# Lab 3. Measurements in different coordinate spaces

To start with, we will look at this data layer.  I want to demonstrate why we might be concerned about distortion in our data due to the user’s choice of coordinate system.  Have a little patience, I will release the lab data in a few minutes.

Your task in this lab is to calculate the straight-line distance from Athens Georgia to a select set of cities.  I’ve provided a point shapefile called CityPoints_LatLong for you to use. I want you to calculate their X and Y coordinates using UTM17, UTM16, State Plane Georgia East, State Plane Georgia West, and Long/Lat.  Following is an overview of your workflow:

• add new fields to the attribute table to store the various X and Y coordinates
• allow the GIS to calculate the X and Y coordinates of each city using the different coordinate systems
• export the attribute table to EXCEL and manually calculate the distances from each city to all other cities

STEP 1: add fields to the attribute table (eLC Video: ArcGIS Pro – Add fields to attribute table)

In this lab, you will calculate five XY coordinate pairs for each city.  Before you make the calculations, you must add fields to the attribute table to store these measurements.  In all you will add 10 new float fields:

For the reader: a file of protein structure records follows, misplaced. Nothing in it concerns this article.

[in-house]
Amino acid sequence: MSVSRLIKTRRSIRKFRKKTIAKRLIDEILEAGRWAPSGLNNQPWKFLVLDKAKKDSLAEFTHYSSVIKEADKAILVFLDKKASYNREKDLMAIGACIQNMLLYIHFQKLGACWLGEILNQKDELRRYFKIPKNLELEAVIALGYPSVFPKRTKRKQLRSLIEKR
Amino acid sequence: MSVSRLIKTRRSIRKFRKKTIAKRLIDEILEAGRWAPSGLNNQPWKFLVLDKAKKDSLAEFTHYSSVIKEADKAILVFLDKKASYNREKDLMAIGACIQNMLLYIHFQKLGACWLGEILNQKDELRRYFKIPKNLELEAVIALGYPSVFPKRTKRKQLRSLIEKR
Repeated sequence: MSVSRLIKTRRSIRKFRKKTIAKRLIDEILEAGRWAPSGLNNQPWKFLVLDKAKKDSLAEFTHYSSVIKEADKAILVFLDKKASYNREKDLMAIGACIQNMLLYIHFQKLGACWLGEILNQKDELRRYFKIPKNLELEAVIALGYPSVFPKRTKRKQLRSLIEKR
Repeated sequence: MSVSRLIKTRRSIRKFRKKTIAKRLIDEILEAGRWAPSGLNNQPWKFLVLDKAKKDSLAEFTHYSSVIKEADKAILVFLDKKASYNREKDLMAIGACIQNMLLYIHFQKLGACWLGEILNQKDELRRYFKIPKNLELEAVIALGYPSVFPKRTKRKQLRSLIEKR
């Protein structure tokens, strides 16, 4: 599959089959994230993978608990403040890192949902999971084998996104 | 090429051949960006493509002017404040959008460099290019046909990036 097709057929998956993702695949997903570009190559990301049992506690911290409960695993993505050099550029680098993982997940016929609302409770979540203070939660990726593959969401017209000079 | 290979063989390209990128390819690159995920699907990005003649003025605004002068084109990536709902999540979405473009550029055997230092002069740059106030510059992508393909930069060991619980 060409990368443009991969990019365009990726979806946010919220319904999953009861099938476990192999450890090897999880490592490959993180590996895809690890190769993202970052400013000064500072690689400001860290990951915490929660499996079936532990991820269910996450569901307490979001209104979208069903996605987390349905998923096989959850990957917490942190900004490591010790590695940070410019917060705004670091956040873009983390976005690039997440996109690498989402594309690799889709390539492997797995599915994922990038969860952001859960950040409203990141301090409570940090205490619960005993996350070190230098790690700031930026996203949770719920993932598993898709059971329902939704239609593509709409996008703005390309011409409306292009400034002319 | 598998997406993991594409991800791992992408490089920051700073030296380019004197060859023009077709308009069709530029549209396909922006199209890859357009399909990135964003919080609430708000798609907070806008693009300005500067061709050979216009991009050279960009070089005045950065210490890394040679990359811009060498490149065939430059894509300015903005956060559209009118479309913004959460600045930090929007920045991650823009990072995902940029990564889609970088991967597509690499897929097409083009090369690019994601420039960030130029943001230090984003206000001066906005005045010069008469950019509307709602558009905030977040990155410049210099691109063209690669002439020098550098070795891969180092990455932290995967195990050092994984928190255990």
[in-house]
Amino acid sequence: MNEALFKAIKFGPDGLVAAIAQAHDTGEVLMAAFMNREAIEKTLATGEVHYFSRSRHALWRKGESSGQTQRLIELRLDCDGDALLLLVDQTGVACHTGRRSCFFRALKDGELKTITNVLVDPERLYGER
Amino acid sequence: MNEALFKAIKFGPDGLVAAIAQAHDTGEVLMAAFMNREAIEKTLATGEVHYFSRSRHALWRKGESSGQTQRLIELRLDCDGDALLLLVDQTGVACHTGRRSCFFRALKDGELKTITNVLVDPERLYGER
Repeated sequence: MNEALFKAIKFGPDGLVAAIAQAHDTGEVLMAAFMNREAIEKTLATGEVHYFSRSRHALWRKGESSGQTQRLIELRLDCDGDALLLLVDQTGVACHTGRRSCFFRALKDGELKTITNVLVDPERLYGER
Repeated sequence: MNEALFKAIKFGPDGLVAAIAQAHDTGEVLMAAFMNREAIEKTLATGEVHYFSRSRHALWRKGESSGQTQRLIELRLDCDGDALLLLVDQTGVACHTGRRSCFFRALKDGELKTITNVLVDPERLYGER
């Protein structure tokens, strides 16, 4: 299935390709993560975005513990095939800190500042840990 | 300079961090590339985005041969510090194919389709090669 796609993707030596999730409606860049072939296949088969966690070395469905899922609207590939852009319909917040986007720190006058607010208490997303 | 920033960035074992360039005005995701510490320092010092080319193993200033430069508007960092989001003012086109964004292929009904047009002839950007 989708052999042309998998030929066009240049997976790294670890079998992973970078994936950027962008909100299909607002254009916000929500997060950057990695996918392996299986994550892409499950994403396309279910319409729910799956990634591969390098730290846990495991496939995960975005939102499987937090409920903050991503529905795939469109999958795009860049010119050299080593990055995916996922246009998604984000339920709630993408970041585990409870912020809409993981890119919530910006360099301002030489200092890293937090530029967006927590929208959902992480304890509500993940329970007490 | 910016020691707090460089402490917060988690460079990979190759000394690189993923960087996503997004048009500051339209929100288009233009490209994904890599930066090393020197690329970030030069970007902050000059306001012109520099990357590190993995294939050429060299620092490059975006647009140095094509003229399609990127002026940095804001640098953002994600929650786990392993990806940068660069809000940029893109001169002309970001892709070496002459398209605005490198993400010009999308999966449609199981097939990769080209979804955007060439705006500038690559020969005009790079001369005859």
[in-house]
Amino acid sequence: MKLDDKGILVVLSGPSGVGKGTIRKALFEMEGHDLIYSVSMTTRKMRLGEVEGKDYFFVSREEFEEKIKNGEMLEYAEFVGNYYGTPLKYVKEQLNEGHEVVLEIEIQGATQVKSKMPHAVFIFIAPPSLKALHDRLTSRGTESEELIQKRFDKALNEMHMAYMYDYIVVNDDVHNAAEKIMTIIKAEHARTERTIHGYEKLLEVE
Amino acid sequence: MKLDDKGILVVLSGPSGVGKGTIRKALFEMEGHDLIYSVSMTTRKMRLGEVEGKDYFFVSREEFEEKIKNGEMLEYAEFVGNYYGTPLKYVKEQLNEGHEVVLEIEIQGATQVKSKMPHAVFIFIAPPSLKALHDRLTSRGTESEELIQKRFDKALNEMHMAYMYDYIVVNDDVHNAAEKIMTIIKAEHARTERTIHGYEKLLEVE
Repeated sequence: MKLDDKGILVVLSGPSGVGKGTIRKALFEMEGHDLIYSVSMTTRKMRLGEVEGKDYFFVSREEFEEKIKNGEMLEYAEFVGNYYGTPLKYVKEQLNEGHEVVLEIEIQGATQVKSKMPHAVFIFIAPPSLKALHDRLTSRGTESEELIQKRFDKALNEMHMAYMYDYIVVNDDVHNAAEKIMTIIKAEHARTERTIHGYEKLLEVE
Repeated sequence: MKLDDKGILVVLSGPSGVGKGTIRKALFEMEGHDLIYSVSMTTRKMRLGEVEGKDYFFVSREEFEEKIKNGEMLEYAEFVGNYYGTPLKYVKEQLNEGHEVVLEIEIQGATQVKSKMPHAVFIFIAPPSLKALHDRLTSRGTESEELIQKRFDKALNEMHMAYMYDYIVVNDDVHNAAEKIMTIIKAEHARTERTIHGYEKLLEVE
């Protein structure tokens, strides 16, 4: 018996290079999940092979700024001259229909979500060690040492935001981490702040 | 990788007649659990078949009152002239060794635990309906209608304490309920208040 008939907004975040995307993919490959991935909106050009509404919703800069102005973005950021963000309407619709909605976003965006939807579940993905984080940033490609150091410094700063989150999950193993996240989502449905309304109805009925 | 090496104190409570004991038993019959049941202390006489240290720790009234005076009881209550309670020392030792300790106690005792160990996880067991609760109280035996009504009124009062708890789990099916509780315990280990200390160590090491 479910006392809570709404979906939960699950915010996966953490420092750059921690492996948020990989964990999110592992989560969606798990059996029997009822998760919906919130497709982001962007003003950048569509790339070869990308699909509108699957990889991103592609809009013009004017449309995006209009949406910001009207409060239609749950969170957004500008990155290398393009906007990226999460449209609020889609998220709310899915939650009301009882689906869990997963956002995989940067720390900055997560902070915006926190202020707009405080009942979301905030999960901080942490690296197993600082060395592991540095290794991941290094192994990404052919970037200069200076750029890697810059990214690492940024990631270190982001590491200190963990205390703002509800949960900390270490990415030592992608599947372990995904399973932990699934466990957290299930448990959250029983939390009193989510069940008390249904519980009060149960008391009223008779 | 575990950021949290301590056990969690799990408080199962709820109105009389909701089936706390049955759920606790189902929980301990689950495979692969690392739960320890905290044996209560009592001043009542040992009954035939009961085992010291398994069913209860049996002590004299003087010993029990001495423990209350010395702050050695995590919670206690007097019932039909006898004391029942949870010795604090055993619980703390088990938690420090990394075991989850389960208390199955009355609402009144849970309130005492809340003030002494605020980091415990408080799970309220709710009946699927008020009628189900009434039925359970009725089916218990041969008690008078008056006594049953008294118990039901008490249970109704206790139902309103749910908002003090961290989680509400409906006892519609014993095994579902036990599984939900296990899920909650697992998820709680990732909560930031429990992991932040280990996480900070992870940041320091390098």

• utm17X
• utm17Y
• utm16X
• utm16Y
• gaspEX
• gaspEY
• gaspWX
• gaspWY
• longwgs84
• latwgs84
1. Use the Fields View functionality in ArcPro to add your new fields

STEP 2: Adjust the map coordinate system, calculate the X&Y coordinates and repeat

In practice, if you use the wrong coordinate system for the area in which you are working, you introduce distortion in shape, area, distance, and/or direction.  In this lab, I am forcing you to determine city coordinates using 5 select coordinate systems – some are appropriate for these cities and some are not.  For instance, UTM Zone 17 is appropriate for eastern Georgia and South Carolina and UTM Zone 16 is appropriate for western Georgia and Alabama.  In other words, UTM Zone 17 minimizes distortion for the areas east of Atlanta and UTM Zone 16 minimizes distortion for areas west of Atlanta.  Furthermore, when mapping an area, UTM Zone 15 minimizes distortion for sites in Mississippi.